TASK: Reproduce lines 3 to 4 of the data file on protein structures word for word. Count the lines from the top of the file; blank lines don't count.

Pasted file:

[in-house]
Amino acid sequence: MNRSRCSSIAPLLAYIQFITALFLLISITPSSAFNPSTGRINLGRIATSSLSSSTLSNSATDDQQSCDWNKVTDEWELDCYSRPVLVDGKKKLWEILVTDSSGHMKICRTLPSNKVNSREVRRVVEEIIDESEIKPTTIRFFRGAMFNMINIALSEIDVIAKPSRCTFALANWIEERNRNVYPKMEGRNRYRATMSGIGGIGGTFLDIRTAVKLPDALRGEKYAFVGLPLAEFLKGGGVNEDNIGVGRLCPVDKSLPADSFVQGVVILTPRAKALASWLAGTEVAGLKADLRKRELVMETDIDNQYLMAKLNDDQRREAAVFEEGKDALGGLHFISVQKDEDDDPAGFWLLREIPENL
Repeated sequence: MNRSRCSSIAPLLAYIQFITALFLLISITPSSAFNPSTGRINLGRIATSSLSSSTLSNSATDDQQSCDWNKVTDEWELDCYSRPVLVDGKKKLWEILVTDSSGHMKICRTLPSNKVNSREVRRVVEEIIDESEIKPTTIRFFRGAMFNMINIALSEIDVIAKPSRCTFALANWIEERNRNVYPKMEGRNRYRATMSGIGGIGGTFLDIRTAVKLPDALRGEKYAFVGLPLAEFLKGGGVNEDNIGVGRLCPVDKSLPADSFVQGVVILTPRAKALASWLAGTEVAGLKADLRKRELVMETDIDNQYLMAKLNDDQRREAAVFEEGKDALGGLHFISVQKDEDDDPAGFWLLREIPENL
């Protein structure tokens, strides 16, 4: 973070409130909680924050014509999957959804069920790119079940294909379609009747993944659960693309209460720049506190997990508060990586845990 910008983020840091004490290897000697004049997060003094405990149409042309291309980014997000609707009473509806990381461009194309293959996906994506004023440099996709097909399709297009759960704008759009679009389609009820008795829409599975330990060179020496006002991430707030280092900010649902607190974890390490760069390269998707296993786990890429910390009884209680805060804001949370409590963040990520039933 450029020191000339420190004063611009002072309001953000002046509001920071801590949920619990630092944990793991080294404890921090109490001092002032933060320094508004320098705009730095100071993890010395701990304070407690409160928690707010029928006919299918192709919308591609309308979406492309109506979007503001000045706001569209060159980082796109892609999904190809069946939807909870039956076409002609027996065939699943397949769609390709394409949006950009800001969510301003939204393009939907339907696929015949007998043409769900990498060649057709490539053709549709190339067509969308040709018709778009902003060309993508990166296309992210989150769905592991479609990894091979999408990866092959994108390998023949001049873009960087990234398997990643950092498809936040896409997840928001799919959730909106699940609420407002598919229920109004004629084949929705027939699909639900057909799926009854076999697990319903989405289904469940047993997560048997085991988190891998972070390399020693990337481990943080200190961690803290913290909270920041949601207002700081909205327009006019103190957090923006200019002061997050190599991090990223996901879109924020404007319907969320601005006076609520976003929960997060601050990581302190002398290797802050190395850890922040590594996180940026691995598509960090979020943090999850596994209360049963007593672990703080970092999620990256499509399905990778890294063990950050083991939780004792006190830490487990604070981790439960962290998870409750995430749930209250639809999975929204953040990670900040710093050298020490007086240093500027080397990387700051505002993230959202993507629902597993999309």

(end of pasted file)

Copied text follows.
Repeated sequence: MNRSRCSSIAPLLAYIQFITALFLLISITPSSAFNPSTGRINLGRIATSSLSSSTLSNSATDDQQSCDWNKVTDEWELDCYSRPVLVDGKKKLWEILVTDSSGHMKICRTLPSNKVNSREVRRVVEEIIDESEIKPTTIRFFRGAMFNMINIALSEIDVIAKPSRCTFALANWIEERNRNVYPKMEGRNRYRATMSGIGGIGGTFLDIRTAVKLPDALRGEKYAFVGLPLAEFLKGGGVNEDNIGVGRLCPVDKSLPADSFVQGVVILTPRAKALASWLAGTEVAGLKADLRKRELVMETDIDNQYLMAKLNDDQRREAAVFEEGKDALGGLHFISVQKDEDDDPAGFWLLREIPENL
């Protein structure tokens, strides 16, 4: 973070409130909680924050014509999957959804069920790119079940294909379609009747993944659960693309209460720049506190997990508060990586845990 910008983020840091004490290897000697004049997060003094405990149409042309291309980014997000609707009473509806990381461009194309293959996906994506004023440099996709097909399709297009759960704008759009679009389609009820008795829409599975330990060179020496006002991430707030280092900010649902607190974890390490760069390269998707296993786990890429910390009884209680805060804001949370409590963040990520039933 450029020191000339420190004063611009002072309001953000002046509001920071801590949920619990630092944990793991080294404890921090109490001092002032933060320094508004320098705009730095100071993890010395701990304070407690409160928690707010029928006919299918192709919308591609309308979406492309109506979007503001000045706001569209060159980082796109892609999904190809069946939807909870039956076409002609027996065939699943397949769609390709394409949006950009800001969510301003939204393009939907339907696929015949007998043409769900990498060649057709490539053709549709190339067509969308040709018709778009902003060309993508990166296309992210989150769905592991479609990894091979999408990866092959994108390998023949001049873009960087990234398997990643950092498809936040896409997840928001799919959730909106699940609420407002598919229920109004004629084949929705027939699909639900057909799926009854076999697990319903989405289904469940047993997560048997085991988190891998972070390399020693990337481990943080200190961690803290913290909270920041949601207002700081909205327009006019103190957090923006200019002061997050190599991090990223996901879109924020404007319907969320601005006076609520976003929960997060601050990581302190002398290797802050190395850890922040590594996180940026691995598509960090979020943090999850596994209360049963007593672990703080970092999620990256499509399905990778890294063990950050083991939780004792006190830490487990604070981790439960962290998870409750995430749930209250639809999975929204953040990670900040710093050298020490007086240093500027080397990387700051505002993230959202993507629902597993999309």